Walk #617: Cotswold Way: Tormarton to Dursley
Map of the walk
Maps courtesy of Google Maps. Route for indicative purposes only, and may have been plotted after the walk. Please let me have comments on what you think of this new format. For a detailed table of timings for this walk, please see the table file.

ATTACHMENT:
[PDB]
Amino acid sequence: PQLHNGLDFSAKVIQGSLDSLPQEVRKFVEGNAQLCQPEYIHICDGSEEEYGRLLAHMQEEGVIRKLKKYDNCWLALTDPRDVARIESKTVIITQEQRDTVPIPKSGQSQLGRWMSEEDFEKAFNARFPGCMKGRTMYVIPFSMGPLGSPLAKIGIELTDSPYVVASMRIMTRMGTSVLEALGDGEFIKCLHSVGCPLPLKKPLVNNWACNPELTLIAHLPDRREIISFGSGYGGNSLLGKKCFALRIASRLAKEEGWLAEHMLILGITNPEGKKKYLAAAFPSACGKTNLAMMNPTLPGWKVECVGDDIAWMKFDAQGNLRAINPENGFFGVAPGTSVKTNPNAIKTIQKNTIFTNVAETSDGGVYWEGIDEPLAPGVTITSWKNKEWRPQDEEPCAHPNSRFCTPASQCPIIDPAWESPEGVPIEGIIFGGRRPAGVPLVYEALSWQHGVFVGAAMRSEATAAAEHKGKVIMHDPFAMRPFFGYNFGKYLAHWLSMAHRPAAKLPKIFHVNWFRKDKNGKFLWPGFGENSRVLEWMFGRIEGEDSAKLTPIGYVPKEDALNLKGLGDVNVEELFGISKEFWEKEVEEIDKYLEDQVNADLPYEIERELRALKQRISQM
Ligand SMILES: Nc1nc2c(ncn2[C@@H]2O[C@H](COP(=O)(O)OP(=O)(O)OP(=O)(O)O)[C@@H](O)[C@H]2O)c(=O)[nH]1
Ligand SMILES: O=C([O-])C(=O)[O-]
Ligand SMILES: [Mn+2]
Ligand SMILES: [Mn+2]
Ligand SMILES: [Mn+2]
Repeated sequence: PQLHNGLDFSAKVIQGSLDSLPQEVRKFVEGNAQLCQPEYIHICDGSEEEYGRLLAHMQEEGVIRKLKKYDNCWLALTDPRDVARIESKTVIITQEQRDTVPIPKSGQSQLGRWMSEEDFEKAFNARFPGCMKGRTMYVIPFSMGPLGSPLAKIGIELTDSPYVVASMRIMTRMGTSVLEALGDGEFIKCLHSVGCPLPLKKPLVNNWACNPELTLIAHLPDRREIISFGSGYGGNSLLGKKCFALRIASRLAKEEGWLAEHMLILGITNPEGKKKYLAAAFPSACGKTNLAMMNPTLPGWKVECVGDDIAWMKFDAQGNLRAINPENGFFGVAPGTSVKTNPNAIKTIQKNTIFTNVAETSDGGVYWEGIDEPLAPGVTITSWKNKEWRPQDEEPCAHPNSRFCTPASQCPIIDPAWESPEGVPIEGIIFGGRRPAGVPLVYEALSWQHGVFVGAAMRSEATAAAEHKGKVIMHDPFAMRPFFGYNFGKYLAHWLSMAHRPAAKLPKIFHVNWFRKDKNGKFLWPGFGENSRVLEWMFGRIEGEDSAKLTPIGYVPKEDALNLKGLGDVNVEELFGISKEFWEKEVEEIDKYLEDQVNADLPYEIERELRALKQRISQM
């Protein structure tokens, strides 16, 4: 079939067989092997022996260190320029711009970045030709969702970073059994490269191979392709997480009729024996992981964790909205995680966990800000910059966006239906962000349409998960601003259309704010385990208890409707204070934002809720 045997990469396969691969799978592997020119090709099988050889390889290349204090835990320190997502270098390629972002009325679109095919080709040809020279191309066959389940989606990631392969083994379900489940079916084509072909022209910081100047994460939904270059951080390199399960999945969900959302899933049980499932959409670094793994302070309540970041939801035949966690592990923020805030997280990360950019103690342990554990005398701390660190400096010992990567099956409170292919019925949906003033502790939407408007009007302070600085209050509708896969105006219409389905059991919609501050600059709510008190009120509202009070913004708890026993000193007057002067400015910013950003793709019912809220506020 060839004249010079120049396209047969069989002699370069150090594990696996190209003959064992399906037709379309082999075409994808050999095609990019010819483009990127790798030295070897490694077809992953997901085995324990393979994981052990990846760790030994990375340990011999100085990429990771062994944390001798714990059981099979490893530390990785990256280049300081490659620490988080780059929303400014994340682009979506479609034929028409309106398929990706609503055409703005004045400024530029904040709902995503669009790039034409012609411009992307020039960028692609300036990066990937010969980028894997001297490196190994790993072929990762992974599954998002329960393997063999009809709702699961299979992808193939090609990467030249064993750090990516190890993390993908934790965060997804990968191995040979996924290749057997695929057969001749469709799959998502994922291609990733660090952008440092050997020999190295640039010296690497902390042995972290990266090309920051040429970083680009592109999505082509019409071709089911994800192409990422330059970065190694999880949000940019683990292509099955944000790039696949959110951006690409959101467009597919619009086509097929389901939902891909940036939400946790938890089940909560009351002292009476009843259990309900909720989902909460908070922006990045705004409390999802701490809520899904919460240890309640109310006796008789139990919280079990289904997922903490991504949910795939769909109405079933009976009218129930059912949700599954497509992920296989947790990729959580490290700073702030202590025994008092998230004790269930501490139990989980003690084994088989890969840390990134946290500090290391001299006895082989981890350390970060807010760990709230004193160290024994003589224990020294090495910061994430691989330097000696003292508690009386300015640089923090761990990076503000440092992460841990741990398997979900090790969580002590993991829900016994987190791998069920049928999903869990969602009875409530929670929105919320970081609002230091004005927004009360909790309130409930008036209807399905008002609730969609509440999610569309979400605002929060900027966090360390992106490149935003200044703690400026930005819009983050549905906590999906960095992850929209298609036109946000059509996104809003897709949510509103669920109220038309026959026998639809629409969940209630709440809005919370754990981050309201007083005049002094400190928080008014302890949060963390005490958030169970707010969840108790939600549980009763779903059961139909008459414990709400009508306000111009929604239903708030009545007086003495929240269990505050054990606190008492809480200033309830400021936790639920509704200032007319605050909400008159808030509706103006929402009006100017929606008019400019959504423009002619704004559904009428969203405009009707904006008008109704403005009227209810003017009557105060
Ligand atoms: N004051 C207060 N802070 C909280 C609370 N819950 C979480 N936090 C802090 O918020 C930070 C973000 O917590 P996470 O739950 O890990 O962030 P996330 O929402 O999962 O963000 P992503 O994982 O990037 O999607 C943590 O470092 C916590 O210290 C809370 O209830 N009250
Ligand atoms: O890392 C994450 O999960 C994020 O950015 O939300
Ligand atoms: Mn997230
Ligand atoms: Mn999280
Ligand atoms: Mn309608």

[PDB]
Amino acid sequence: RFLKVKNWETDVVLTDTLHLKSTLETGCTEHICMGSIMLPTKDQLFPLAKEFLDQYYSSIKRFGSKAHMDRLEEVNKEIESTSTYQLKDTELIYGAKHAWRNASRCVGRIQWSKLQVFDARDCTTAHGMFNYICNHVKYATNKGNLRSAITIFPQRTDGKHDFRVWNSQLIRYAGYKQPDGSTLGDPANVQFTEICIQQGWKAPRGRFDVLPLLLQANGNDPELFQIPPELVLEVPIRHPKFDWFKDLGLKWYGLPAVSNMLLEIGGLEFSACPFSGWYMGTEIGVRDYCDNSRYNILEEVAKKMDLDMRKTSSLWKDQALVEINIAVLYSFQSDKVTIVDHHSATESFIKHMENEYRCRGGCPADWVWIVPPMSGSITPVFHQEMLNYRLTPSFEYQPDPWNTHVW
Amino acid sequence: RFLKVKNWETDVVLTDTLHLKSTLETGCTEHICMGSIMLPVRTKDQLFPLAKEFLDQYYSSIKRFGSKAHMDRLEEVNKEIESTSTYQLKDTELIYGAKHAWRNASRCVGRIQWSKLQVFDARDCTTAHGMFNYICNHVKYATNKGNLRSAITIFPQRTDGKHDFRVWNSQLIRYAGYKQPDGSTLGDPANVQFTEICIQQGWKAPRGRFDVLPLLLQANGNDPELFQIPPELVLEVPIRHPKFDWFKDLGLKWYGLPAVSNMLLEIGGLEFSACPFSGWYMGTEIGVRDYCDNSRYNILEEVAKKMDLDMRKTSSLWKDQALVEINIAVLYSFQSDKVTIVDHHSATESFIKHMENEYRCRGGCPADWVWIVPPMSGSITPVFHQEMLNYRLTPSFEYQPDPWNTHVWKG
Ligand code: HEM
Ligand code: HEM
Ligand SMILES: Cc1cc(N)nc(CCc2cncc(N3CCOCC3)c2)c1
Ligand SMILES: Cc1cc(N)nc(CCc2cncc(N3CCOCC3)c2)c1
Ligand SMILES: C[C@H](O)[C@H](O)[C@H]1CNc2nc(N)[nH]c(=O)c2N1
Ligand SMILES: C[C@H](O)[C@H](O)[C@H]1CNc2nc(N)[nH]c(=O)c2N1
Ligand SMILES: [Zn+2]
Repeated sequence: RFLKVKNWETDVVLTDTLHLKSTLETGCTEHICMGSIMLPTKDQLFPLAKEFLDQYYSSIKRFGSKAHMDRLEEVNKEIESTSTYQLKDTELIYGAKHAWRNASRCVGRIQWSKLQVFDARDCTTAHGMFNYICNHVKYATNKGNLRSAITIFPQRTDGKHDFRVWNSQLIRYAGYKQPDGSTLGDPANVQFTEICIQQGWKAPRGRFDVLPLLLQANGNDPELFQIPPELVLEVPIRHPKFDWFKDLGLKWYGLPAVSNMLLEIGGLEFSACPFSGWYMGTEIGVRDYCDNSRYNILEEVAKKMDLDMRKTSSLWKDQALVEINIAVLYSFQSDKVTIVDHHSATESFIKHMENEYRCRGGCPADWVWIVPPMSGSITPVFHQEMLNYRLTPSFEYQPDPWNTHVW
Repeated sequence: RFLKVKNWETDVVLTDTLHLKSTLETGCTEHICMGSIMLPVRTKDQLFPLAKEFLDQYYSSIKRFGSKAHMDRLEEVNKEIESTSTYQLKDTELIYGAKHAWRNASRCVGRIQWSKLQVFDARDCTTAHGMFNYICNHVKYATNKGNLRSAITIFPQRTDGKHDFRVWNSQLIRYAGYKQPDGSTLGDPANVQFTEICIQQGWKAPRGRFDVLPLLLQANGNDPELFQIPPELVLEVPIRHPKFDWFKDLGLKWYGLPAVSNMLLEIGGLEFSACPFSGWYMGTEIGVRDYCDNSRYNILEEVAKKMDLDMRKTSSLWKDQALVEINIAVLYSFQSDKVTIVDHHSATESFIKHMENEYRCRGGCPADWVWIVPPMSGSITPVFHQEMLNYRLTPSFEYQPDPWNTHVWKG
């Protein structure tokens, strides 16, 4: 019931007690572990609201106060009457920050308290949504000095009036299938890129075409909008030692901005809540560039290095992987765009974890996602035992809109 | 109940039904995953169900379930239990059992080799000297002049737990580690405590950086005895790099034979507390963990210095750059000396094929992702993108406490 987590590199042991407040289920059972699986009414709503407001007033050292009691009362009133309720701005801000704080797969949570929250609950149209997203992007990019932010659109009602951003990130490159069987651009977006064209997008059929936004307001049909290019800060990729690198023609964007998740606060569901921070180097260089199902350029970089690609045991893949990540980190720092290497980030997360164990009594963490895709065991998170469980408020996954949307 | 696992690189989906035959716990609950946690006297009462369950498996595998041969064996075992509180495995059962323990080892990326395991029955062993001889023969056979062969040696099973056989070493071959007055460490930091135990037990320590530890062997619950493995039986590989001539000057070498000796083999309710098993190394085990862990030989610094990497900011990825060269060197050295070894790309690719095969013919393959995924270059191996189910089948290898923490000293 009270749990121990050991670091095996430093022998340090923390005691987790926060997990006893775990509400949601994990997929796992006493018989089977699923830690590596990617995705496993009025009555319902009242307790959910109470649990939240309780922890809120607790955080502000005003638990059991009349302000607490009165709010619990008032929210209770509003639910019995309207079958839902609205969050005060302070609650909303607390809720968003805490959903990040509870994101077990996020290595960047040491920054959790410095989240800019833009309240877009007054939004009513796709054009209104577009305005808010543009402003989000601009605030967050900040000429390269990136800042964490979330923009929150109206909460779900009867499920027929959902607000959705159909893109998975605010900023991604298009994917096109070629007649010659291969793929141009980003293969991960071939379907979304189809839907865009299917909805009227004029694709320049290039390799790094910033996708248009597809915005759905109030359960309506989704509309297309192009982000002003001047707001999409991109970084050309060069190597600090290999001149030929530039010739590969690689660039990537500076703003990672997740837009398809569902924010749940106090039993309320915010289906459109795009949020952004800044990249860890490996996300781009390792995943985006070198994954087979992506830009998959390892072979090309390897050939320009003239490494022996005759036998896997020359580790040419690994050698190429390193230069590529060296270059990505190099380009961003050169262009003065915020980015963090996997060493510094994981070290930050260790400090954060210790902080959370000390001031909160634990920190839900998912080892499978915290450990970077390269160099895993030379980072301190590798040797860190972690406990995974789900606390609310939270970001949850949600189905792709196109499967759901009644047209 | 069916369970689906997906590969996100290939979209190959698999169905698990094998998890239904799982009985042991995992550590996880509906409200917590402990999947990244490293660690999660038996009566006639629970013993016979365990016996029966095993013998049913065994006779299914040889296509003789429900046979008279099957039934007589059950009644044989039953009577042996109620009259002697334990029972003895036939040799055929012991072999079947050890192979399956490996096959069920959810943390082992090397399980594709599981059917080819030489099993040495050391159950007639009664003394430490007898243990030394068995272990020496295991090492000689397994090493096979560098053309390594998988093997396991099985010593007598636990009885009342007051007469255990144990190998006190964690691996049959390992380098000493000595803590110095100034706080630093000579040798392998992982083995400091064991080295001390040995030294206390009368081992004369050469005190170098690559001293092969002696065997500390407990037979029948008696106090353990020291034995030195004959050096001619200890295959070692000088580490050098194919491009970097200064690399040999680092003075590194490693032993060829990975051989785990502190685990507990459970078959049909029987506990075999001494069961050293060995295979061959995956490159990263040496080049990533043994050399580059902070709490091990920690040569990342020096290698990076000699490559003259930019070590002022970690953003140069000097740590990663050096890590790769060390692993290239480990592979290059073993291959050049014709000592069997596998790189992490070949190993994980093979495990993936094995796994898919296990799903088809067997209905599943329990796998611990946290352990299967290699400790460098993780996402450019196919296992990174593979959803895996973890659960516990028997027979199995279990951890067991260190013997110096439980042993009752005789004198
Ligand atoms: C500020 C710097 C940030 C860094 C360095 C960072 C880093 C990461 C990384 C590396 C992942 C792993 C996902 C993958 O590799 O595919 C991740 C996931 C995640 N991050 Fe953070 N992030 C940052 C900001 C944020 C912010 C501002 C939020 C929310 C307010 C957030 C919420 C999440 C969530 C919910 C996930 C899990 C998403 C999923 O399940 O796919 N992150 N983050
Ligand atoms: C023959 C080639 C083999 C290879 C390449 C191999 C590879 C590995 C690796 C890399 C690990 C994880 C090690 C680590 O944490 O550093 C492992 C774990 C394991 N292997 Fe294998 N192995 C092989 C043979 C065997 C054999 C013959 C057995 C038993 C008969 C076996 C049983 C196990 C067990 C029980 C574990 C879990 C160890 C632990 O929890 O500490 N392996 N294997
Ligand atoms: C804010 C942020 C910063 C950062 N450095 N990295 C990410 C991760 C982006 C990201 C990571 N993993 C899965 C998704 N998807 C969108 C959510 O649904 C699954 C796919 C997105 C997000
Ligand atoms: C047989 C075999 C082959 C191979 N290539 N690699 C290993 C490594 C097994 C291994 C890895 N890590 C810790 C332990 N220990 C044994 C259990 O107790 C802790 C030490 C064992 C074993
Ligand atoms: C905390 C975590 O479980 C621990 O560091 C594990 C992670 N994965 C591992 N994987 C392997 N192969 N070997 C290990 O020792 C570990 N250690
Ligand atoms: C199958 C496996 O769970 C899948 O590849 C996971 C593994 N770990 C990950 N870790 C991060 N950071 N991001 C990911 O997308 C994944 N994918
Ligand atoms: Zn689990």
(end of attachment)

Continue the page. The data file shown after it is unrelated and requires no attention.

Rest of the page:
I woke up fairly evening this morning, as the two gents staying in the room next door were leaving at 5.30, a time that is early even for me. Fortunately I had gone to sleep early, and so I was not as tired as would otherwise have been the case. Breakfast was at seven, and I packed my kit up at a leisurely pace before hitting the road a little before nine. A short stretch of road walk took me down to the Cross Hands pub, where I had eaten last night, and this was followed by a track then took me up a hill, before descending down into the little village of Old Sodbury. I walked along to the church, which I took a few photographs of before heading back to the waymarked path. As I did so a brand-new car nearly backed straight into me; if I had not stepped put of the way it could have hit me, although it was not moving too fast and the damage would have been minimal. The driver wound his window down and apologised, explaining that he had not yet got used to his new car. He also said he was a rambler, and we exchanged a few words about the beauty of the local area. At least if he had hit me I could have contented myself with the fact that he liked the countryside.